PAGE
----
HEBRON – Call it a hat-trick. Lakewood School District earned an excellent rating on the state report card for the third consecutive year, Director of Pupil Services Ernie Ettenhofer told Lakewood school board members Sept. 8.
He said Lakewood is one of only 81 Ohio school districts to achieve an excellent rating for the 2009-2010 school year; there are 611 Ohio school districts. Ettenhofer also said that Lakewood met the “value added” measure for a third year in a row. “Lakewood children made more than a year’s worth of typical growth, a plus rating,” he said. The “value added” state designation measures whether fourth and eighth grade students are making a year’s worth of expected growth or better in math and reading for at least two consecutive years.
While very pleased with the announcement, Superintendent Jay Gault said there’s still work to be done. “We still haven’t met all the indicators yet,” he said. “The next step is ‘excellent with distinction,’” which schools meeting all indicators receive. “We still have areas we need to improve.”
According to state report card results, Lakewood met 21 of 26 indicators, but also gained an extra point for meeting the “value added” measure. Lakewood did not meet indicators for fifth grade reading, math or science, eighth grade science, or Ohio Graduation Test Science. Lakewood had a 98.8 percent graduation rate last year.
In other school board news:
• A community forum is set for 7:30 p.m. on Thursday, Sept. 30, at Lakewood High School to discuss the 9.9 mill levy on the November ballot. Gault said Tuesday that the forum will cover academic progress, the district’s financial status, and roughly $4 million in proposed cuts should the levy fail.
“We’re just now getting to the point of attaching dollar signs to this,” said Gault Tuesday. Cuts are still being evaluated and he wouldn’t comment ahead of the forum about which programs and services would or would not be axed should the November levy fail, other than to say there would be many. “It will be ready for the 30th,” said Gault. District officials will also answer public questions during the forum.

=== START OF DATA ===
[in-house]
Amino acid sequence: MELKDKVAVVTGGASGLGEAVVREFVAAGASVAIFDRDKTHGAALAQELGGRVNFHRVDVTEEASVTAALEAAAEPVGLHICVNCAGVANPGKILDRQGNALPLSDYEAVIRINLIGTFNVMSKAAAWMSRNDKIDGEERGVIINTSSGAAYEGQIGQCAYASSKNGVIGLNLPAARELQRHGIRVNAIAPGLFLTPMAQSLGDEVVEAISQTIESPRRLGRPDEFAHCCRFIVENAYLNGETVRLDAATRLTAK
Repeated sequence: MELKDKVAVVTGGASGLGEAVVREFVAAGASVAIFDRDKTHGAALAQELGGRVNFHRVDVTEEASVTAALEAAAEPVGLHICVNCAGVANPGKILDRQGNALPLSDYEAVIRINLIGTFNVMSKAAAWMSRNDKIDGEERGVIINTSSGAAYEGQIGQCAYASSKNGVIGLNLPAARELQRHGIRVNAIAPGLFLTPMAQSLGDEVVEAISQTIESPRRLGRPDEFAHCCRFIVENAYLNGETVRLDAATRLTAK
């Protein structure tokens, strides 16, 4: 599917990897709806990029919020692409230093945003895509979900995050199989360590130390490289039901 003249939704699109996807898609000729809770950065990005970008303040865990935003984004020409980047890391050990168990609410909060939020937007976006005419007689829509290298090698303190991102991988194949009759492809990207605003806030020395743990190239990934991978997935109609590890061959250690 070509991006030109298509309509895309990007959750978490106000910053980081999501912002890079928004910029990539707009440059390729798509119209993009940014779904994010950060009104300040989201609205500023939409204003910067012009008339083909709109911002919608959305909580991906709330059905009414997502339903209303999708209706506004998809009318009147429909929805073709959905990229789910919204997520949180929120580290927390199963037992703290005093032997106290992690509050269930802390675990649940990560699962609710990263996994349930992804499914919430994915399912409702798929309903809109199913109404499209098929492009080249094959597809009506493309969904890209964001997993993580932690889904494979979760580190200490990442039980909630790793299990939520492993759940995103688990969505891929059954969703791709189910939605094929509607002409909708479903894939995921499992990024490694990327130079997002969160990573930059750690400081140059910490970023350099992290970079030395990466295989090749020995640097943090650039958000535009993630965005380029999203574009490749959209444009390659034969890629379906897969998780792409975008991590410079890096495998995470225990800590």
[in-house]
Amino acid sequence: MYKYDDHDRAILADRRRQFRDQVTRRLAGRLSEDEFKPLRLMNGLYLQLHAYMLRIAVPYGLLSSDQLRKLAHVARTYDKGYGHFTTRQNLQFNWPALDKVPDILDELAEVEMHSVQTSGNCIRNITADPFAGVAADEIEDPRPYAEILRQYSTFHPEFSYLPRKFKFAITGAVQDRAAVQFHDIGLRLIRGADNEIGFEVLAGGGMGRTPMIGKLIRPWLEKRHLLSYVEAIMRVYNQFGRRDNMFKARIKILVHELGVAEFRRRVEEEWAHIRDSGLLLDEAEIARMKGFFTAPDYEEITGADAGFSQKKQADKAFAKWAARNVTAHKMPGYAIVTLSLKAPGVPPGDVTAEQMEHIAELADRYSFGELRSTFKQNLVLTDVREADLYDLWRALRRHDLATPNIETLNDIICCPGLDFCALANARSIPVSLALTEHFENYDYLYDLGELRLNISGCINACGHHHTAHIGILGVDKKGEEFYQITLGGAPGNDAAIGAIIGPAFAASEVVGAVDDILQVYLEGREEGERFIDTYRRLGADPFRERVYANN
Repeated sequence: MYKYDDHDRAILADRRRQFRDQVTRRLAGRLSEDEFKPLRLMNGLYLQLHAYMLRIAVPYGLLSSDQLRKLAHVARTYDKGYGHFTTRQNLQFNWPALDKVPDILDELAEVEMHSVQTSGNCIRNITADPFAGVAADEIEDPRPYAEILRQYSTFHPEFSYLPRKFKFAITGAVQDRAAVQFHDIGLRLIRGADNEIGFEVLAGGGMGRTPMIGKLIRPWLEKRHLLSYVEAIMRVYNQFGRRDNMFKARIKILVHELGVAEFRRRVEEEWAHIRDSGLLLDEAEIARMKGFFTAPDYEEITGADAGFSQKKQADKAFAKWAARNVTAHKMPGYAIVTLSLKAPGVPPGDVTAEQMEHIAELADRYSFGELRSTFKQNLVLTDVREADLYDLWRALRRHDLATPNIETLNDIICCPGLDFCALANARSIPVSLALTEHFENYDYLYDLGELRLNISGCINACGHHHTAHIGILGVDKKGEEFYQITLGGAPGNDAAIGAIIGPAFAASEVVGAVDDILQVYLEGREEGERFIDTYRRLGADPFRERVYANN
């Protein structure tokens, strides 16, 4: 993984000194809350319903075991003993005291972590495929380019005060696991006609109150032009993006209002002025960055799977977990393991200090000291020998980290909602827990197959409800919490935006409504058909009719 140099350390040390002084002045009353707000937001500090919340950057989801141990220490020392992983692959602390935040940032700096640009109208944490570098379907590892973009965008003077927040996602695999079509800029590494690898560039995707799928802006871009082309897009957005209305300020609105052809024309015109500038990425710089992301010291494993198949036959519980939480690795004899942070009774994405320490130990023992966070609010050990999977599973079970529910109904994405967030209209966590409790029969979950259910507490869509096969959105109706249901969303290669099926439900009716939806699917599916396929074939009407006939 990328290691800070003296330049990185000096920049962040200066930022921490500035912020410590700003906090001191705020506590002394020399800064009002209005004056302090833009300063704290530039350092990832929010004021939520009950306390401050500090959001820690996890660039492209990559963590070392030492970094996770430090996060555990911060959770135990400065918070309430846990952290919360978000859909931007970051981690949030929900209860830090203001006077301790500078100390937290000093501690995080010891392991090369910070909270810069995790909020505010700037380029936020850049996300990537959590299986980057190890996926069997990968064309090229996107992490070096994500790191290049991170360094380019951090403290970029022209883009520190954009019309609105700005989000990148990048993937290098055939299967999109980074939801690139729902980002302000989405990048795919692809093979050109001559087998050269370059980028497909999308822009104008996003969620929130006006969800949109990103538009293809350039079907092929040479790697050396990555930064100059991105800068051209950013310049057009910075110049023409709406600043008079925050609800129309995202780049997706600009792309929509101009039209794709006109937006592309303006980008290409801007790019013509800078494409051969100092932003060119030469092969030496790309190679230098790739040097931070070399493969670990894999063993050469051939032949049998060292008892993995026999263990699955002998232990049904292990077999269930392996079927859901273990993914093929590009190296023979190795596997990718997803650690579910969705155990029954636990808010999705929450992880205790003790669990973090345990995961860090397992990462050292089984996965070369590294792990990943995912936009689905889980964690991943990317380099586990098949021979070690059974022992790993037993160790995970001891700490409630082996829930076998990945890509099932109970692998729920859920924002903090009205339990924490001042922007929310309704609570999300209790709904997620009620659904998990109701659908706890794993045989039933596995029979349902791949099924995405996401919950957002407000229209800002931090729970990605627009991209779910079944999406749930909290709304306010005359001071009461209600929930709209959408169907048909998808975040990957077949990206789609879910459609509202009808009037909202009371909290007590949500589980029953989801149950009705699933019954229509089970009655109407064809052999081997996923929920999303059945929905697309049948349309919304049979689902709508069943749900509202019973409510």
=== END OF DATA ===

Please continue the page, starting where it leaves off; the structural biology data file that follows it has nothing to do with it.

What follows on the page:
• Ettenhofer said consolidating bus routes and stops saved the district roughly $127,000, by cutting four drivers and five routes. He said the district transporta- tion department received about 500 calls regarding the changes. Ettenhofer said he, Gault, and Transportation Supervisor Mike Whittington visited 100 bus stops in question and changed 15 of them. “We’re not beyond changing,” said Ettenhofer. “If we feel that on second review it is not a safe stop or logical stop, a stop may be changed.”
• 8th grade science teacher Debby Warthen described the upcoming eighth grade trip to Washington D.C. to board members and why it’s important to students.
“What we have found in our experience is that students understand so much more of the history of our country when confronted with it firsthand,” said Warthen. “They develop a better understanding of the sacrifices of our military.” She said students often meet soldiers and sailors from previous wars, making history even more real. Students visit art museums, the natural history museum, the American History Museum, and several Smithsonian musuems.. They stand at the Tomb of the Unknown Soldiers, visit Arlington National Cemetery, and this year they will tour the U.S. Capitol as well. Students also visit national monuments, and Gettysburg, Pennsylvania, where they tour the museum, cyclorama, battlefields, and cemetery where Lincoln’s address is read and students discuss what it must have been like at that moment.
“For many of our students this is the first time, maybe the only time, they have the opportunity to travel outside of Licking County,” said Warthen. She said the trip broadens their interest in the world around them and the possibilities that are available to them as adults. There are assignments leading up to the trip, as well as work that must be completed during the trip fitting with the state standards for eighth grade.
“One other benefit we have discovered is that in continuing to be eligible to participate our students are developing stronger work habits and self control,” said Warthen.
Families, sponsors, and a benefactor pay for the cost of the trip. This year it’s $448 per person, and students will pay $350 unless they are on free or reduced lunches or have extreme family financial situations, in which case they will pay $250 or sometimes less. The trip is voluntary although Warthen said having every student attend is the goal. Those who choose not to go have school as usual that week.